It hasn’t taken Judy Kenny long to immerse herself in the world of Zoom Media and Marketing and its goals, challenges, strategies, priorities – and sales pitch.
Named president of the company for both the U.S. and U.K. barely a month ago, we had an extensive, exclusive interview with Kenny who comes from senior sales and management positions, mainly in the TV sector. (See our Oct. 19 article)
“I’m still on a learning curve, but I see that marketers and agencies are looking at all the alternative media and the fast changing technologies, and they are seeing that consumers are using technology quickly, much differently, and in different places,” says Kenny. “This gives us an opportunity to explain our offerings and advantages. Buyers and planners are no longer specifically TV buyers or magazine buyers . They are becoming generalists. We need to get from them not just share of market, but share of mind.”
Coming from the TV background, Kenny says that she sees the importance of Zoom to talk to clients, planners and buyers in ‘their’ language that they understand from the traditional media sector – eg. ‘video investment’. They see that young people aren’t just watching TV at home with family and friends. They’re consuming it everywhere: on the computers, their iPhones, iPads and other tablets, and often alone.
“Agencies tell me they have to find ways to ‘capture the consumer’ and to know where they consume their media,” she says. “This is where Zoom offers an incredible opportunity as a reach and frequency vehicle to talk to qualified viewers who have higher education, money to spend and are light TV viewers. Zoom’s fitness club network reaches this group: a robust audience aggregate of like-minded consumers who frequent their clubs with a long dwell time. We’re looking at 35 million to 40 million impressions per month in the U.S. alone.”
To reach this desirable audience, Kenny says, “We’re not saying to give us your TV budget. We’re saying, see us as a complement And since we also offer experiential marketing, we can round out your campaign with sampling, coupons and other offers.”
Kenny’s priority right now, she says, is to ‘evangelize’ all the Zoom assets to those who don’t know what Zoom offers.“
“I’ll be omnipresent to spread the word. I’ll see anybody who will see me. Our mission is to marry the consumers we deliver with the brand initiatives of clients so the clients reach the right consumers – the ones that are important to the brands. We deliver those consumers.”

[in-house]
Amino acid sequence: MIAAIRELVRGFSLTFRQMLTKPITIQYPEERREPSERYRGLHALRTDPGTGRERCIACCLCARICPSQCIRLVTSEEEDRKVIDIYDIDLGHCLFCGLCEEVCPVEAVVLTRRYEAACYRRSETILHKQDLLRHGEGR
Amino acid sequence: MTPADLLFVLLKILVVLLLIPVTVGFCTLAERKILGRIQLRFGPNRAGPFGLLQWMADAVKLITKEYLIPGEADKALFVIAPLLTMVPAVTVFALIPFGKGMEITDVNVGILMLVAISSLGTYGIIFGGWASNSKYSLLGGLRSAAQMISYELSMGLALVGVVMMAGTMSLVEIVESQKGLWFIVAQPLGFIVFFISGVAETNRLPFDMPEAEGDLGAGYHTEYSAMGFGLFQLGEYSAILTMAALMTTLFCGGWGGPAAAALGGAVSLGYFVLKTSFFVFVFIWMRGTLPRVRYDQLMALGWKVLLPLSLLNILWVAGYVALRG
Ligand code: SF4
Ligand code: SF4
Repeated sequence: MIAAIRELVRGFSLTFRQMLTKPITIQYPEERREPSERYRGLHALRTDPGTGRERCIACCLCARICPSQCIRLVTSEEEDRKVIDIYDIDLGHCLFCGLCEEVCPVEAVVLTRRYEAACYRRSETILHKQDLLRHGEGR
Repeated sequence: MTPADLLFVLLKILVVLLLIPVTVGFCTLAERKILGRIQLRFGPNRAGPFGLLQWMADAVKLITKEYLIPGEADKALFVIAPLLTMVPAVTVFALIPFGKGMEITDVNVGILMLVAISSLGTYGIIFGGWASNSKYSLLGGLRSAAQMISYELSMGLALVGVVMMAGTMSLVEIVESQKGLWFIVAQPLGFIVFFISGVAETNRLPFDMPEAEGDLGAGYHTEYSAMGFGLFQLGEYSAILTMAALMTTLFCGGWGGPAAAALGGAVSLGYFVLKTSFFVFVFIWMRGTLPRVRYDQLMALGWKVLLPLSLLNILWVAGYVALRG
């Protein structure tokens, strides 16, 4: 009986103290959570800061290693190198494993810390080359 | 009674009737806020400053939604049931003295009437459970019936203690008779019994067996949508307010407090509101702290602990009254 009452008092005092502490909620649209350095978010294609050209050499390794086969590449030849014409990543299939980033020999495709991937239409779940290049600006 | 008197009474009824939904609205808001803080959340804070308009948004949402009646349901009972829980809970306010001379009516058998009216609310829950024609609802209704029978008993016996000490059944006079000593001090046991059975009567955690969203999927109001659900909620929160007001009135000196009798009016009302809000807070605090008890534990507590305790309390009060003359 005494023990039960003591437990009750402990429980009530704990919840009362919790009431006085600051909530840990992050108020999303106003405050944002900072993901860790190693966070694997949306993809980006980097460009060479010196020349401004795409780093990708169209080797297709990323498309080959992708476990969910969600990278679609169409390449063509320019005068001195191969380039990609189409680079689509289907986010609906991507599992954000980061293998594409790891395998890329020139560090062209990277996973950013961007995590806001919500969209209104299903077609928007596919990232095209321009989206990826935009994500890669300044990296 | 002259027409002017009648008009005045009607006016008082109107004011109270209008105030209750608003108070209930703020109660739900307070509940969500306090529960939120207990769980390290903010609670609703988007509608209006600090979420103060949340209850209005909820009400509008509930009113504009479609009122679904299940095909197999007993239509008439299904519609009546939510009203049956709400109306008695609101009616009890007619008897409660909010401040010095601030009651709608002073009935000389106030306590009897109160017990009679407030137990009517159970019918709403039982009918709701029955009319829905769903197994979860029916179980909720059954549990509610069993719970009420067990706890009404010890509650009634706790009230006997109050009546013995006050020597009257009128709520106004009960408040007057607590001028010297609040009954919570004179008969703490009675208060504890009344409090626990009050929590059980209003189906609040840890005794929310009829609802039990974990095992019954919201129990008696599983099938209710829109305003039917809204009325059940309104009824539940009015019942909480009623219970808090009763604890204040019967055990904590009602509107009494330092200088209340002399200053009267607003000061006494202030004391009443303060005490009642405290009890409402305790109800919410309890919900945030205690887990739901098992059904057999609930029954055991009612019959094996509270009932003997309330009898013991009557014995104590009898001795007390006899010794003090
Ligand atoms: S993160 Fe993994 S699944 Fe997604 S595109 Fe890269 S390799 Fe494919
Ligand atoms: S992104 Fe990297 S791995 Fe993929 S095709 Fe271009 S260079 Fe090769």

While Kenny has obviously bought into the Zoom message, she’s not blind to its challenges.
“In the U.K., we need to have a solid accreditation that agencies will accept, the way they accept BARB for TV,” she says. “We have to find a research house that can give us solid accreditation with facts that agencies will accept.”
We asked Kenny what she wishes she knew more about at this time. Beyond how to always deliver ROI to advertisers to grow their business, as well as Zoom’s, she says that she wishes she could know where the technology world will be in 10 years time. “Will it be more efficient?” she wonders. “Where will people be migrating?”
But in the here and now, is Zoom being affected by the economy?
“For sure in whatever happens to our advertisers affects us, but it doesn’t take dollars away from us if they haven’t been there with us. That’s where we have an opportunity. We’re a growth vehicle. But we need that accreditation in the U.K. and we need more visibility in the U.S. And to help that along, we’re going to be putting more investment into proprietary research and whatever we need to deliver ROI.”
With Zoom able to deliver sound, sight and motion, as well as a qualified audience, she sees Zoom as a leader and the fastest growing in its sector. To that end, she says the company will be adding a few staff, but mainly will focus on retraining the current staff “to talk the broadcast language.” And any new staff “will have to have passion, pride and purpose in what they do and can understand how important place-based media is and will be in the future.”
We asked about expansion into networks other than those already offered by Zoom.
”We have a lot of venues and inventory,” she says. “I think it’s important right now to monetize what we have. And we have to build awareness of what we can deliver.
“I find the place-based media more challenging compared to TV, because the space is held to a higher standard,” she says. “The challenge is that everybody is busy and we have to get people in agencies to put it on their agenda to learn more about what it offers. We have to be concise, relevant and persuasive so they can learn. There are so many that haven’t been tapped into.
“I’m always looking for a challenge and I’m undeterred. There’s a whole blank canvas out there, an uncharted territory. We have to make advertisers and agencies aware that there are consumers out there who aren’t seeing the commercials at home. We’re offering an opportunity to see more products.
“The more visibility and conversion that we have with advertisers, you’ll see more of Zoom going forward with amazing ROI potential.”